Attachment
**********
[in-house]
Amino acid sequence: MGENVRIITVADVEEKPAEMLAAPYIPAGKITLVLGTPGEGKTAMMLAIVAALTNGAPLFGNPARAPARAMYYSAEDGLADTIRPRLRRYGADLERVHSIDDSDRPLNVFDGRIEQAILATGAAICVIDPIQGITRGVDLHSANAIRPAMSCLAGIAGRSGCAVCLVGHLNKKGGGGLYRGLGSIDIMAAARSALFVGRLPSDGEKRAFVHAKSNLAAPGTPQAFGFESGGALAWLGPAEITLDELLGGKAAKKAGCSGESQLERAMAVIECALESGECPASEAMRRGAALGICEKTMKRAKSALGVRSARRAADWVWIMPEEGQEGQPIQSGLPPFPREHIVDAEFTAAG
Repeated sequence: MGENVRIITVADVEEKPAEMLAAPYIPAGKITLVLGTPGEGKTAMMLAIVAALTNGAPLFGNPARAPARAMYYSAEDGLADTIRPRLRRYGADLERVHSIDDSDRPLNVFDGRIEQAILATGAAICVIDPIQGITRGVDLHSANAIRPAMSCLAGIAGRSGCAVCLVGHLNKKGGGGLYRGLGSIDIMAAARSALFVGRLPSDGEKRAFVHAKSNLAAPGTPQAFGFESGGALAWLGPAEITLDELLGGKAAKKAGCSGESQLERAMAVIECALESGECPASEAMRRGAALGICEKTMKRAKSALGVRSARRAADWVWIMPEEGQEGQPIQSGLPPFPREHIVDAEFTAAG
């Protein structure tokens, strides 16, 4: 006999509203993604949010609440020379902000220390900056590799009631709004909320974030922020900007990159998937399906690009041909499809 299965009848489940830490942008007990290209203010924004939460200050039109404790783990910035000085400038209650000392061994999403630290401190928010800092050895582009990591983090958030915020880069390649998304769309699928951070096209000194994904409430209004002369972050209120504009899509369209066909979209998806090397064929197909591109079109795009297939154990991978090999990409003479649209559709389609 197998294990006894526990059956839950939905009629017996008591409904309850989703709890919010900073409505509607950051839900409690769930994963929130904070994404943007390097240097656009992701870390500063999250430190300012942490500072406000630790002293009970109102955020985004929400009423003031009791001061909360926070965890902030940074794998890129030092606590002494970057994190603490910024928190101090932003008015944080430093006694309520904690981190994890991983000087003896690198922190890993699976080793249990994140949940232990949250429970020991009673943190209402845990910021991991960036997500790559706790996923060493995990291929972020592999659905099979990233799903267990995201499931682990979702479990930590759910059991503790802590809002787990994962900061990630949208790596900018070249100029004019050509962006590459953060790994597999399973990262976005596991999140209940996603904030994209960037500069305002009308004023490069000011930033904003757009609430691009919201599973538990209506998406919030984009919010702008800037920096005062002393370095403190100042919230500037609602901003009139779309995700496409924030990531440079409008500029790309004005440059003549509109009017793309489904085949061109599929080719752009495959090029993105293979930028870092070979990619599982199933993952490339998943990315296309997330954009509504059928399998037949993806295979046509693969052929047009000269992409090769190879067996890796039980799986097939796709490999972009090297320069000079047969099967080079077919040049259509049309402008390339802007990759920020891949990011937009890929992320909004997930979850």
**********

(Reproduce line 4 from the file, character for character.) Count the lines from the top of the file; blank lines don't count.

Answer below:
């Protein structure tokens, strides 16, 4: 006999509203993604949010609440020379902000220390900056590799009631709004909320974030922020900007990159998937399906690009041909499809 299965009848489940830490942008007990290209203010924004939460200050039109404790783990910035000085400038209650000392061994999403630290401190928010800092050895582009990591983090958030915020880069390649998304769309699928951070096209000194994904409430209004002369972050209120504009899509369209066909979209998806090397064929197909591109079109795009297939154990991978090999990409003479649209559709389609 197998294990006894526990059956839950939905009629017996008591409904309850989703709890919010900073409505509607950051839900409690769930994963929130904070994404943007390097240097656009992701870390500063999250430190300012942490500072406000630790002293009970109102955020985004929400009423003031009791001061909360926070965890902030940074794998890129030092606590002494970057994190603490910024928190101090932003008015944080430093006694309520904690981190994890991983000087003896690198922190890993699976080793249990994140949940232990949250429970020991009673943190209402845990910021991991960036997500790559706790996923060493995990291929972020592999659905099979990233799903267990995201499931682990979702479990930590759910059991503790802590809002787990994962900061990630949208790596900018070249100029004019050509962006590459953060790994597999399973990262976005596991999140209940996603904030994209960037500069305002009308004023490069000011930033904003757009609430691009919201599973538990209506998406919030984009919010702008800037920096005062002393370095403190100042919230500037609602901003009139779309995700496409924030990531440079409008500029790309004005440059003549509109009017793309489904085949061109599929080719752009495959090029993105293979930028870092070979990619599982199933993952490339998943990315296309997330954009509504059928399998037949993806295979046509693969052929047009000269992409090769190879067996890796039980799986097939796709490999972009090297320069000079047969099967080079077919040049259509049309402008390339802007990759920020891949990011937009890929992320909004997930979850």